“Nobody has written on dementia as well as Nicci Gerrard in this new book. Kind, knowing and infinitely useful”—Andrew Marr
“This is a tender, lyrical, profound, urgent book . . . Gerrard has penned a treatise on what it is to be human”—Yasmin Alibhai-Brown
Journalist and novelist (as Nicci French with Sean French) Gerrard describes how for ten years, her father, John, lived "mildly, sweetly, uncomplainingly" with dementia, though still "gradually disappearing, memories falling away, words going, recognition fading." Then, after a stay in the hospital for a physical problem, with his family able to be there only during strictly enforced visiting hours and hospital staff too overworked and poorly trained to help much, John came home "a ghost of himself, inarticulate, lost." In a few months, he was dead. Gerrard went on to learn about how other people with dementia were cared for and found a troubling lack of compassion in hospitals and nursing homes. In 2014, she cofounded John's Campaign UK, which advocates for the right of family members and other caregivers to stay with loved ones who are hospitalized for dementia. According to Gerrard, around 47 million people live with dementia throughout the world. Someone develops the disease every three seconds. They are our mothers, fathers, spouses, and friends. One day, they may well be us. VERDICT Among the many recent books on the subject of dementia, this is one is particularly moving, beautifully told, and an important addition to memoir and consumer health collections. [See Prepub Alert, 2/11/19.]—Marcia G. Welsh, Dartmouth Coll. Lib., Hanover, NH
Memoir meets journalistic activism in this examination of dementia as an epidemic in an era of greater longevity.
Though award-winning British journalist Gerrard has published novels under her own name (The Twilight Hour, 2014, etc.), she has reached a wider readership as half of the husband-and-wife duo who write a mystery series as Nicci French. Fans and newcomers alike will find this memoir revelatory and moving, as the author recounts her experience with her late father's dementia, which inspired her to co-found the advocacy group John's Campaign. "To explore dementia's meaning and its excruciating losses," she writes, "is to think about how far we as a society and as individuals are responsible for the suffering of others: what we owe each other, what we care about, what matters in the world we all share. Who matters." The most personal parts of her inquiry carry both an emotional and a philosophical charge. As more people live longer, more will suffer from dementia, a disease that affects not only the patient, but friends and families, the medical profession, the economy, and society as a whole. She reaches beyond her own experience for interviews with others facing similar challenges. Though presenting each as a continuous case history, she weaves multiple threads throughout the narrative, along with expert testimony and statistical support. Some readers may find it difficult to keep the specifics straight as Gerrard switches among families dealing with the disease, but the range of experiences and perspectives remains illuminating. The more the author seems like a journalistic observer, taking notes from the sidelines, the flatter the tone, though the best writing is indelible: "When did my father's dementia begin? We don't know. We'll never be able to put a finger on the danger spot: there. Like fog that streaks up stealthily, imperceptibly, until the foghorn booms and suddenly there are dark shapes looming at you out of shrouded darkness—you think you'll notice it, but often you don't. Then you can't."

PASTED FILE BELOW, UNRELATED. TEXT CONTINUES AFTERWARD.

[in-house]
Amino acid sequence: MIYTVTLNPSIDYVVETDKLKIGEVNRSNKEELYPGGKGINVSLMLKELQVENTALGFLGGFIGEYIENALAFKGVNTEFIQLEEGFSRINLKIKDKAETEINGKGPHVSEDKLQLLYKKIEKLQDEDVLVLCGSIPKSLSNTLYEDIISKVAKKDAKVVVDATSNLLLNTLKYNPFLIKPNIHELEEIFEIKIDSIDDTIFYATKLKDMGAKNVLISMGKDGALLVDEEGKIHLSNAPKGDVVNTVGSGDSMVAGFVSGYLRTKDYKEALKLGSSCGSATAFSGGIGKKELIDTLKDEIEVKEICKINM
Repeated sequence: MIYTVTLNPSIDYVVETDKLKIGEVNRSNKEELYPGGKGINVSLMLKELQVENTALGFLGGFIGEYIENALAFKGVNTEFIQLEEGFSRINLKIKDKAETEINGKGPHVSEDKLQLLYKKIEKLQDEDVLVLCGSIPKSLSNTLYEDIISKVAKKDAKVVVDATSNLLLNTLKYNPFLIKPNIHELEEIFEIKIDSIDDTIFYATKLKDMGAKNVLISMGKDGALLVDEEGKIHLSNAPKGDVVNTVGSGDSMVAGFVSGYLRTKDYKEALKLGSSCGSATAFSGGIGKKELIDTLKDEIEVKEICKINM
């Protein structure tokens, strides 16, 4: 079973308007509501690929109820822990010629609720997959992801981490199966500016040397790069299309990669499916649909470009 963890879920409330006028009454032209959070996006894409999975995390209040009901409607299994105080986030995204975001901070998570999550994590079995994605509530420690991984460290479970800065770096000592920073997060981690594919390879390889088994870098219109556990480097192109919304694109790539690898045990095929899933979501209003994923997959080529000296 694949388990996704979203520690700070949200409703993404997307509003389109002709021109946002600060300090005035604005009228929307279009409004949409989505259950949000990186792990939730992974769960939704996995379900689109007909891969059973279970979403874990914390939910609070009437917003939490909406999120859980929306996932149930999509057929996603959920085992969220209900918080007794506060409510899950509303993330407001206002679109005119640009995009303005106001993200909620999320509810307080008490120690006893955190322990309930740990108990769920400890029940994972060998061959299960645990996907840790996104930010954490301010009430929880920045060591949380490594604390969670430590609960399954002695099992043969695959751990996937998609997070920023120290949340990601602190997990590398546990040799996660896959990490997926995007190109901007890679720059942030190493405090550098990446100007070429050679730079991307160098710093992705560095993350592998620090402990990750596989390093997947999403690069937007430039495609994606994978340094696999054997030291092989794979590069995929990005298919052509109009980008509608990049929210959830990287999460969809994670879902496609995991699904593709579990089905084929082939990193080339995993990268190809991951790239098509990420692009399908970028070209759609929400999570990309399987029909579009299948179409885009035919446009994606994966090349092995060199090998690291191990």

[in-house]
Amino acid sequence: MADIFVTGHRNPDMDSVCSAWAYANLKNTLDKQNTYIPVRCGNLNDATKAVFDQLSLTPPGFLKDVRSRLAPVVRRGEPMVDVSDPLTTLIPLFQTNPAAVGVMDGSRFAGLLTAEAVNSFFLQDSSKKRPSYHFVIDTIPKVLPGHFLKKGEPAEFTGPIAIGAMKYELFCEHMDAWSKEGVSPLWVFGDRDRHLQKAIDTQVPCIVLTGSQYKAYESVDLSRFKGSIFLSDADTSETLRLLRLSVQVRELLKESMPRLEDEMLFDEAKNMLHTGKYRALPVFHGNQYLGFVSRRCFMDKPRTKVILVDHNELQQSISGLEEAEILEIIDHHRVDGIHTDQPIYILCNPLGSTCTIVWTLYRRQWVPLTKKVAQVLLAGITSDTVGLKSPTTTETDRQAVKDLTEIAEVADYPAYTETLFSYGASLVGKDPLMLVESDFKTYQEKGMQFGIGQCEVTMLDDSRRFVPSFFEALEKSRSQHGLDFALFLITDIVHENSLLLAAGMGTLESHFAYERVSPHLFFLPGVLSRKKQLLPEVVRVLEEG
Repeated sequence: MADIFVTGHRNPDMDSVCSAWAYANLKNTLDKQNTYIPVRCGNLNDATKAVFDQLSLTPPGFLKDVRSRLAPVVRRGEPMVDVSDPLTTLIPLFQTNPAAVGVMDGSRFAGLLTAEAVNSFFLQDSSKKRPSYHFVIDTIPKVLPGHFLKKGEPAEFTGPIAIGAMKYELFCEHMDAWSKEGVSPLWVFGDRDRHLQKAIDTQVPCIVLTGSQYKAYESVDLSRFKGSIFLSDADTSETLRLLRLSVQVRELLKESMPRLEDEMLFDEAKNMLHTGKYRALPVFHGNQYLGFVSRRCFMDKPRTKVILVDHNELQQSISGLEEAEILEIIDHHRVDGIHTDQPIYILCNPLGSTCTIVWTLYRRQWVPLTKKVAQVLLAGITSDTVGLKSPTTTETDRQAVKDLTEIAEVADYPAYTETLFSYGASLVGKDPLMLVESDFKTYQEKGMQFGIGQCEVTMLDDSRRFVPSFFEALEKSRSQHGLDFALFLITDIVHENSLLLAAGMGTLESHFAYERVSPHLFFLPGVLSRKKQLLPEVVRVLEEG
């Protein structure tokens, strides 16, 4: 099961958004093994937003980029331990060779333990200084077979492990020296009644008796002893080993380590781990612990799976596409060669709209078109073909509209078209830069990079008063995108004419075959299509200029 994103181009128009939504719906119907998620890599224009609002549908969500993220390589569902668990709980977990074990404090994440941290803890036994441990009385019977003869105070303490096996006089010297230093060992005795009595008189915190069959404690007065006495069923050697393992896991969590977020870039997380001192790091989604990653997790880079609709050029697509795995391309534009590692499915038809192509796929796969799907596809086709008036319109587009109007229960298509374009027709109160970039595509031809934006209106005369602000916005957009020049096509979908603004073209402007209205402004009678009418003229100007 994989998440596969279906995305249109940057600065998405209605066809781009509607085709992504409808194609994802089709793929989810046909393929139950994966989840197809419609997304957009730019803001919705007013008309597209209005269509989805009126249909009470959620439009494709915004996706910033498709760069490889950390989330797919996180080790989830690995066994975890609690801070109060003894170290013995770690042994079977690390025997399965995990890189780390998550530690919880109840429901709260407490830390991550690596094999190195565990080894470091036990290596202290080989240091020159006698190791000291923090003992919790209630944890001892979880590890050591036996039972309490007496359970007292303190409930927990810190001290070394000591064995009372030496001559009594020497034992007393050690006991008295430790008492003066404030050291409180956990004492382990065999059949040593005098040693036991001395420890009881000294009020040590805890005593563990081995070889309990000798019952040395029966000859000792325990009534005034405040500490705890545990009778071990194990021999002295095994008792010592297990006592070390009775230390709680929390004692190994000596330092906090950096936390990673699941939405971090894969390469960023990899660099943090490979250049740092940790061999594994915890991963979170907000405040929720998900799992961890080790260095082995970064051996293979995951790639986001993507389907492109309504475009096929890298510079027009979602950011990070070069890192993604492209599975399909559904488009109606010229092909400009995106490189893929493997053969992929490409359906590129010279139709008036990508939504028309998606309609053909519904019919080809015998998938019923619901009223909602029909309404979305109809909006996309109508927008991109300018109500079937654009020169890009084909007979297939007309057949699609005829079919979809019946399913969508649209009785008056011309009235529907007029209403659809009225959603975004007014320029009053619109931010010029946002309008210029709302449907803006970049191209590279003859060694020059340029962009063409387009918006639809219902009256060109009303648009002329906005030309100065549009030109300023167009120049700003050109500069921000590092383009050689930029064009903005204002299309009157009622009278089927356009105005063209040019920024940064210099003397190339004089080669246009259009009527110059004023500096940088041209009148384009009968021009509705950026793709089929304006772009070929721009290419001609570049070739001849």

A beacon of a book amid a sea of darkness.